International Journal of Environmental Monitoring and Analysis
Volume 3, Issue 5-1, October 2015, Pages: 10-16

Characterization of Two Natural Clays and Their Application as Adsorbents for Treatment Process of Dye Effluents

Fatma Larbi1, Ahmed Hamou1, Abdelaziz Bendraoua2, Nadia Ramdani1

1Laboratory for study of  Environmental Sciences and Materials (LESEM), Department of Physics, University of Oran 1 Ahmed Ben Bella, El M’naouar, Oran, Algeria

2Laboratory of Organic Synthesis, Physical Chemistry, Environment and Biomolecules (LSPBE), Department of Industrial Chemistry, University of Sciences and Technology of Oran Mohamed Boudiaf, El-Mnaouar, Oran, Algeria

Email address:

(F. Larbi)

To cite this article:

Fatma Larbi, Ahmed Hamou, Abdelaziz Bendraoua, Nadia Ramdani. Characterization of Two Natural Clays and Their Application as Adsorbents for Treatment Process of Dye Effluents. International Journal of Environmental Monitoring and Analysis. Special Issue: New Horizons in Environmental Science. Vol. 3, No. 5-1, 2015, pp. 10-16. doi: 10.11648/j.ijema.s.2015030501.12


Abstract: The aim of the present work is to explore and compare the adsorption capacity of two different clays for removal of textile dye from aqueous solutions. For this purpose, the adsorption of Green Remazole 6B; a reactive dye used in textile industry, was studied in batch mode. The clays used were provided from two different deposits in west of Algeria, one located in Ain-Témouchent (C46) and the other in the region of El Bayadh (C32). Before investigating the adsorption of textile dye, the clays were characterized by various techniques of analysis in order to study all the relevant features. The techniques used are: X-ray diffraction, infrared spectroscopy (IR) and Chemical analysis. Chemical analysis and infrared spectroscopy (IR) show that clays are mainly constituted of alumina and silica in major quantities and other elements in minor quantities. XRD analysis shows that C46 is illite clay, contaning kaolinite, smectite and quartz. On the other hand, C32 is kaolinite clay with presence of illite, smectite, chlorite and quartz. To investigate the adsorption of the textile dye, clays have been previously modified by acid treatment with H2SO4 and they were tested in their natural state and in their acid-activated form. Different adsorption tests concerning the contact time, the initial dye concentration and the pH were investigated by conducting a series of batch adsorption experiments at room temperature. The adsorption equilibrium data were analyzed by using Langmuir and Freundlich adsorption isotherms models. The results show that Acidic pH was favorable for adsorption of the dye and the Freundlich model agrees very well with experimental data. (C32) clay has the best removal power.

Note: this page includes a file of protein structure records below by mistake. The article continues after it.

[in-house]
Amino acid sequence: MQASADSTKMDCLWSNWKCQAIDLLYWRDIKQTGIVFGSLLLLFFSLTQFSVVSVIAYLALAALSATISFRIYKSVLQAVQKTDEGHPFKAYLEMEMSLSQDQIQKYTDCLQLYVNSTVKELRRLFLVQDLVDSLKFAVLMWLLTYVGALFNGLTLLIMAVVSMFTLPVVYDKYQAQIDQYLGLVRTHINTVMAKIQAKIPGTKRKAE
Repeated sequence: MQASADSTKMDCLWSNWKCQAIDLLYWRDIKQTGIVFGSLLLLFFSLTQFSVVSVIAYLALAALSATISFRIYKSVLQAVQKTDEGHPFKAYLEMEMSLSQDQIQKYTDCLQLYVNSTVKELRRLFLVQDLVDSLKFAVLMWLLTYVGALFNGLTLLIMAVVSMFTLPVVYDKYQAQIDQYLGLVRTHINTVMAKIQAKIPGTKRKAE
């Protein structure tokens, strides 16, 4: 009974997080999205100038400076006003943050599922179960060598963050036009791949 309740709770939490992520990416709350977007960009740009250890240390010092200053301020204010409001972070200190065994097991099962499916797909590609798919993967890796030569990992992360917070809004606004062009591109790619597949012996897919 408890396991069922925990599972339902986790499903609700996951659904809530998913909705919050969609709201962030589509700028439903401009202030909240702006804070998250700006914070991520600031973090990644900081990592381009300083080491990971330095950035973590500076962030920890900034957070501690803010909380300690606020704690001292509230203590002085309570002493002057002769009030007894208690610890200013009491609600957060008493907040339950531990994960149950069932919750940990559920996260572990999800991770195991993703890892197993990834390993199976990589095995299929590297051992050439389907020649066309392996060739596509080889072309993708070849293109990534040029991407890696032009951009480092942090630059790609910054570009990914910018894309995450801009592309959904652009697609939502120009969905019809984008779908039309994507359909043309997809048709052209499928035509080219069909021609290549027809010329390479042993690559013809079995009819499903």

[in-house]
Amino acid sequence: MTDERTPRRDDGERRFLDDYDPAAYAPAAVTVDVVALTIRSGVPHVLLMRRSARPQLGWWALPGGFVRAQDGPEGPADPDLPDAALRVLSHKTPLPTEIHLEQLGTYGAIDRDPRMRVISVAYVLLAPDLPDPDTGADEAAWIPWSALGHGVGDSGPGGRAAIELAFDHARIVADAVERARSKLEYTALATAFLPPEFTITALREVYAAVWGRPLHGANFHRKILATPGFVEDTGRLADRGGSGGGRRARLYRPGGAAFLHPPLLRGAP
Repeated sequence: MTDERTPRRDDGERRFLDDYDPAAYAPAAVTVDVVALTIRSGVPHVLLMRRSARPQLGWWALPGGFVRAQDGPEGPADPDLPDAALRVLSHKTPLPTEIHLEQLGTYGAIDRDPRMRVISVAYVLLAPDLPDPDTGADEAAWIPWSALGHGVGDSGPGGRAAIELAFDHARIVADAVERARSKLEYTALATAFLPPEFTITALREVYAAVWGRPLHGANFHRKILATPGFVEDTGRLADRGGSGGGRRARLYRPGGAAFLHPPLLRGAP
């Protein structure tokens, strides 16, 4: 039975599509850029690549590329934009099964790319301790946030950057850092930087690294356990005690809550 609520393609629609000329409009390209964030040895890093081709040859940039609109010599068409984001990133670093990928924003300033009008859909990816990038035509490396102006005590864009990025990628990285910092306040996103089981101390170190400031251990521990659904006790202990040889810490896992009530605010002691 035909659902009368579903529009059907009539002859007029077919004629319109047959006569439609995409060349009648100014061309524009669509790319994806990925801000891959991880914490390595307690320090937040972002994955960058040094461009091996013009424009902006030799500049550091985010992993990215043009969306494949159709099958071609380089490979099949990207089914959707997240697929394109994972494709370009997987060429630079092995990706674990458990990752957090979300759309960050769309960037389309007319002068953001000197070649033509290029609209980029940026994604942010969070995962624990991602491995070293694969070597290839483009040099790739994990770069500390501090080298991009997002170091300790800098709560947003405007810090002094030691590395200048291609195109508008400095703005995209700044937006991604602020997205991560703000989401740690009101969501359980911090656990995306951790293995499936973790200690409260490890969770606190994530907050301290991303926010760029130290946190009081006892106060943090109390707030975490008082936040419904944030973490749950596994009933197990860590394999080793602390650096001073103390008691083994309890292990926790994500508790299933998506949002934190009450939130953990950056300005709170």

Keywords: Clay, Textile Dye Effluents, Characterization, Adsorption, Reactive Dye


1. Introduction

Water is one of the most important renewable natural resources for supporting life, at the same time invaluable, fragile and limited, which must be the object of coherent and rational management. But through its various uses, water is often polluted. For most industries, water is an important factor of production. Among these industries, the sector of textile represents one of the most consumers of water. Approximately 200 Liters of water are consumed for each kilogramme of textile [1]. In many countries where water resources are decreasing, this high water consumption became intolerable.

In addition, textile industry produces highly polluted discharge water in large amounts from different steps in the dyeing and finishing processes and which are often rich in color which is not easily removed in treatment systems. The presence of dyes in wastewater is very harmful to aquatic life in rivers where they are discharged. Since, dye can reduce light penetration into the water thereby decreasing the efficiency of photosynthesis in aquatic plants and hence having adverse impact on their growth [2]. Dyes also can cause severe damage to human beings, such as dysfunction of kidney, reproductive systems, liver, brain and central nervous system [3].

Due to the complex chemical structure of these dyes, they are resistant to breakdown by chemical, physical and biological treatments. Furthermore, any degradation by physical, chemical or biological treatments may produce small amount of toxic and carcinogenic products. Adsorption is known to be a promising technique, which has great importance due to the ease of operation and comparable low cost of application in the discoloration process [4].